Frank and Debbi came to us after their new garage and parking area were finished, the latter being a sprawling expanse of paving that accommodated half a dozen cars. It was far more than Debbi had envisioned, as their three cars fit neatly in the garage.
Debbi called the office, nearly reduced to tears. She hoped we had some remedy that would transform what didn’t get paved into a garden and home once again. I remember her call clearly: “I have a garden emergency,” she said.
A garden emergency? I thought to myself: what could possibly constitute a garden emergency?
“My husband just put a parking lot in my front yard,” she explained.
“Wow. That is an emergency. I’ll be right over,” I promised.
Frank and Debbi are a fun and lovely couple who would become fast friends, but Debbi was right. The only flat space around the house had been gobbled up by parking. The remaining open ground was fairly well sloped and none too welcoming.
It wasn’t just the use of space that was disconcerting: the layout made wayfinding nearly impossible. The most likely place you’d land as you approached the house was Frank’s smoking patio. Next up was the laundry room. But how to find the front door?
“Can we take out some of this parking?” I asked hopefully. “Nope,” she said, “He’ll divorce me and I’m not ready to go there.”
“Okay. Then we’re going to make this parking lot spectacular—the sexiest parking lot the world has ever known,” I announced. “And we’ll find a way to make the unpaved land into a beautiful garden.” Debbi was much relieved to hear this and hired us on the spot. She couldn’t see how it was going to happen, but she said she had every confidence in us (and was going to keep her fingers crossed to help with the process).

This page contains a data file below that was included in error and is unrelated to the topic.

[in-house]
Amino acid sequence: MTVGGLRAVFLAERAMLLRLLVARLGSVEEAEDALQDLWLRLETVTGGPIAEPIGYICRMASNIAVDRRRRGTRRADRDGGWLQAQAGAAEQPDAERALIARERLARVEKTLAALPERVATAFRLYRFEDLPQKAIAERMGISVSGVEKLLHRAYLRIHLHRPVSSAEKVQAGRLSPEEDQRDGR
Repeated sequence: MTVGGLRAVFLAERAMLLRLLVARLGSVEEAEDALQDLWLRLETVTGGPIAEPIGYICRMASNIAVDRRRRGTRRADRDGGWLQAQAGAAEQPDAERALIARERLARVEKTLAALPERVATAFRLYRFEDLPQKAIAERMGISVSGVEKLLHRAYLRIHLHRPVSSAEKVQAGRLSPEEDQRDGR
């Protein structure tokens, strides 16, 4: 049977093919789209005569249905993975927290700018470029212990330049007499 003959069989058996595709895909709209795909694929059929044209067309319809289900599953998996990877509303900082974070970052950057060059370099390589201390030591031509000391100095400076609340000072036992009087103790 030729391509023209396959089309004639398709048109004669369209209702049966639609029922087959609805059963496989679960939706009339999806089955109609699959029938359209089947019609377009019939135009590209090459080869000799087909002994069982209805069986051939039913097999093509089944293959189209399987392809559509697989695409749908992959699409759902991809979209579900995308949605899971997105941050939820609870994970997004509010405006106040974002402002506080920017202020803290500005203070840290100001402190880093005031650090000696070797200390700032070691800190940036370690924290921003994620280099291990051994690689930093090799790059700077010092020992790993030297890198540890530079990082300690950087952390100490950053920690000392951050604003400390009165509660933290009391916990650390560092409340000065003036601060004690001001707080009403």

We kept all the parking, using well-placed screening and some “come hither” tricks to create a new context.
There were existing stucco walls bordering two sides of the property and Frank’s smoking patio. Job #1 was to close off the smoking patio so it wouldn’t be mistaken for an entry. We replaced the gate in the existing wall with an antique iron grille, to cordon off the space, without diminishing ventilation.
Next we built a new stucco wall, separating the parking lot from soon-to-be garden space. Thus, the parking lot was transformed into a “motor court” (much sexier already, right?)
A stunning set of antique doors in the new wall and sconce lighting call out the way to the front door. The motor court walls were draped with vines and huge pots with dramatic, sculptural plantings and pebble mulch were arranged along the new wall. Huge olive trees planted both inside and outside of the wall soften the motor court without taking away an inch of Frank’s parking.
Once they saw the completed motor court, both Debbi and Frank declared it a candidate for a coffee table book about gorgeous—sexy, even—parking lots. And we declared it a home run!
Do you have any candidates for The World’s Sexiest Parking Lots coffee table book? We’d love to see this often less-than-sexy-but-necessary landscape element—the lowly parking lot—elevated. Given all the space dedicated to parking in the world, why can’t parking lots be beautiful? And/or productive? And/or ????
Send photos of your favorites — we’ll pull it all together and share it in a future post.
Sneak peak into our next blog post…
Next, we set to work on the newly created garden space… You’ll see how it all comes together in….
My Favorite Gardens: Hidden Valley Part 2 - A Hidden Garden